Disabled drivers, of course, can park outside the shops if they have the disabled parking permit, but most of those who park thoughtlessly – and illegally – are perfectly capable of walking and just can’t be bothered.

Given the choice of Parkwise monitoring, which will be haphazard and not necessarily present at the right time, or the introduction of double yellow lines, I think the latter is the best option. There are many traffic rules broken in Earby regarding speeding and illegal parking and I believe that strong measures are called for.

Tessa Bird, Water Street, Earby

Failed technology

Sir - Is it true that wind turbines do not blight the landscape? Are anti-wind farm campaigners acting from self interest? Our answer to Richard Collett and Dan Thompson (Letters, October 10) is “No” on both counts.

Increasingly, planning bodies and the appeals system are turning down applications to build wind farms. Ask EnergieKontor; in the last 12 months they have seen three applications turned down.

Yes, at the start we knew little about Bank Newton’s bats, but when people with genuine concerns asked us to help, we did the research then stepped up to the mark. Likewise with landscape policies, cultural heritage, traffic, country pursuits, tourism and electricity bills secretly padded with wind energy subsidies.

Let’s be frank – industrial wind turbines are a failed technology; the only way to get more power from them is to make them bigger. Even at 100 metres tall, each Brightenber turbine will average only 500 kilowatts; enough to run about 280 hairdryers. I am not making this up; wind energy is such a poor generating tool that, without those massive subsidies, no-one would build them. Finally, to suggest that objectors act from self interest is to do a disservice to nearly 1,200 who wrote objection letters and the many hundreds who signed petitions. Borough and parish councils have held special meetings to discuss the issue; 12 have lodged formal objections. Make no mistake; people are worried and they are angry.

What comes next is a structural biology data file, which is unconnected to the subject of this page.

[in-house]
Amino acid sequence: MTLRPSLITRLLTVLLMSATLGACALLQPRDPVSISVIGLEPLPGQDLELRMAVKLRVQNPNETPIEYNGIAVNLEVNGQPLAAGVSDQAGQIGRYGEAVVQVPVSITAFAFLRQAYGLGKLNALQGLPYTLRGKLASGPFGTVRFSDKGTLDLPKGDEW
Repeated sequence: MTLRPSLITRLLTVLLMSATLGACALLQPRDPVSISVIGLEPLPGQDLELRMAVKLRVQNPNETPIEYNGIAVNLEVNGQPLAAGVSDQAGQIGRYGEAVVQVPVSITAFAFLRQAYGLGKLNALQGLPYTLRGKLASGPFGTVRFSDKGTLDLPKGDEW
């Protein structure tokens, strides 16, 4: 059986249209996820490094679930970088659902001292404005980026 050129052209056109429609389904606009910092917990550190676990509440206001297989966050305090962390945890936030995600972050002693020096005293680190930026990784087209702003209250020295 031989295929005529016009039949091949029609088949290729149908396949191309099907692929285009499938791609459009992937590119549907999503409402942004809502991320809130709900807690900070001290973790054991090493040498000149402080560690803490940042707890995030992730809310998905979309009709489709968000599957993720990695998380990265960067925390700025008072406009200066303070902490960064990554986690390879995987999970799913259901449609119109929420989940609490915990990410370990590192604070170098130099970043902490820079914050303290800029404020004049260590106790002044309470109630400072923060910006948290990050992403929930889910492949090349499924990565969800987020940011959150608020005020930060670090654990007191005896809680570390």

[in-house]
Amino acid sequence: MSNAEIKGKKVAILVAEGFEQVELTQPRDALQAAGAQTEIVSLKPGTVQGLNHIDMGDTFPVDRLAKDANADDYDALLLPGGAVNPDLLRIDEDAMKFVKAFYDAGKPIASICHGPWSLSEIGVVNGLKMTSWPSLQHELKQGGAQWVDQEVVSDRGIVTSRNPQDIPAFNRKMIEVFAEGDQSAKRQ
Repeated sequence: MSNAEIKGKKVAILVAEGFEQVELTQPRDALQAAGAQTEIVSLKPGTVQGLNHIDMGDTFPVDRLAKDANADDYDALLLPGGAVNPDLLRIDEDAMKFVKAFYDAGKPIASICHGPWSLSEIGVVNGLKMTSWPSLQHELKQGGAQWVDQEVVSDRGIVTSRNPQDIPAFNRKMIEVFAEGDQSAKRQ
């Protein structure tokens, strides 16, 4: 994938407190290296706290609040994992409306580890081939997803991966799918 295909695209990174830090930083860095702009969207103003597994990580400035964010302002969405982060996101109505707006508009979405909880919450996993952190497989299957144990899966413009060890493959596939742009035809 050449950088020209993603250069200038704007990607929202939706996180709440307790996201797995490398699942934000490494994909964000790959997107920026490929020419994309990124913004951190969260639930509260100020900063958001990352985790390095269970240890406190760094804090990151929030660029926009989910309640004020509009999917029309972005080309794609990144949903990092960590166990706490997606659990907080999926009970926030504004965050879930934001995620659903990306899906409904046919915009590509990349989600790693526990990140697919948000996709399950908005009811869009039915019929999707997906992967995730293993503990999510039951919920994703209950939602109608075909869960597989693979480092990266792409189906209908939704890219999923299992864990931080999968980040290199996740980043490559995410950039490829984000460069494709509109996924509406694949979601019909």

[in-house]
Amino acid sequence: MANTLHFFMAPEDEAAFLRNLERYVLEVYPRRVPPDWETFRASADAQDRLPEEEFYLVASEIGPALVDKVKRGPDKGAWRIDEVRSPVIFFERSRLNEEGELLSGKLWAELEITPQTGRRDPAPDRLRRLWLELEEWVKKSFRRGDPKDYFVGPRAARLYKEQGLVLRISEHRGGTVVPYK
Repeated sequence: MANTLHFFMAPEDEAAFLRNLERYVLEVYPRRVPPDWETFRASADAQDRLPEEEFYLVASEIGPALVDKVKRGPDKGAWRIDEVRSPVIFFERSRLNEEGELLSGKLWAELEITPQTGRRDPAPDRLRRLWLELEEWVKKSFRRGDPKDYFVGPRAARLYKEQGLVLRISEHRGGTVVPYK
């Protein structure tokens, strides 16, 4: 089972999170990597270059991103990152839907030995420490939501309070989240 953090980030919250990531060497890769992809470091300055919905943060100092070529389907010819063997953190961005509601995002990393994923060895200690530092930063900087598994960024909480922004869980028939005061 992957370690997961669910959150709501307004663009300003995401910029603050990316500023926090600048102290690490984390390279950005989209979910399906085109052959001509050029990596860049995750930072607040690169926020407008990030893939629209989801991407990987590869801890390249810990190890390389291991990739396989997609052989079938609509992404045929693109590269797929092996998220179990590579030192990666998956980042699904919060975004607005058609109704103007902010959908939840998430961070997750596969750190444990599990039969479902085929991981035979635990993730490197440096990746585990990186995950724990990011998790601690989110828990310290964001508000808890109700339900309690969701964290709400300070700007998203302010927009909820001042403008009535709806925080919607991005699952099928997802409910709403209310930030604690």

We respect everyone’s right to disagree with us, but let’s keep sight of the facts.

Chris Emmett, Friends of Craven Landscape, PO Box 46, Skipton

Spin denial

Sir - I was surprised by Sandy Tod’s response (Letters, October 3) to my light-hearted letter pointing out the apparent environmental discrepancy in his suggestion that “walkers, cyclists and other visitors” could drive to the Lake District or North York Moors to escape the proposed Brightenber windfarm.

I took this to mean local visitors, like myself, but Mr Tod now insists he meant visitors from afar. I suppose we must take his word for that, despite his earlier statement that “Brightenber Hill is not a tourist destination”.

Given that earlier comment, however, I hardly think that my letter constitutes either spin or distorting the facts.

If his mention of “anti-wind farm campaigners’” is a reference to me it may surprise him to learn that I am not a campaigner – unless my letter to this newspaper qualifies me as such in his eyes – nor a member of any group, either pro or anti, nor even an official objector. But I do enjoy a quiet chuckle at the odd bits of nonsense I come across.

Terry Fletcher, The Old Corn Mill, Glusburn

Thanks for writing

Sir - I am writing to thank Lynn Schofield, of Darwen, who took the time to write in (Letters, October 3) to thank us for keeping her bag safe for her when it was left at our coffee shop, Verdes in Skipton. How many people would bother to do that these days? I would hope that any establishment would do the same as we did, but perhaps it is a sign of the times that this lady would think it unusual!

Jan Moss, Verdes, Swadford Street, Skipton

Animal gratitude

Sir - Animal Aid would like to thank the people of Hawes for the generosity in raising over £80 during a street stall and collection on the 25th of last month.

The money will help fund our peaceful campaigns and our important educational work on all aspects of animal cruelty.

For more information on how to prevent animal cruelty, please call Animal Aid on (01732) 364546.

D Hutton, Animal Aid collection co-ordinator, St John’s Row, Langcliffe

Keep up the fight

Sir - I am shocked and appalled by the latest chapter in our fight to prevent the construction of 74 houses in Glusburn.

After the unanimous decision to object, now we are hearing that the planning committee will not contest an appeal!

What is happening?

I implore you to urge your readers who have a heartfelt interest in the prevention of the construction of these dwellings to keep on the watch for the public meeting, sometime on or after October 20 (date and time to be announced) and attend in unity.

Let’s not give up our fight against this appeal and new submission.

Mrs D Cook, Bungalow Road, Glusburn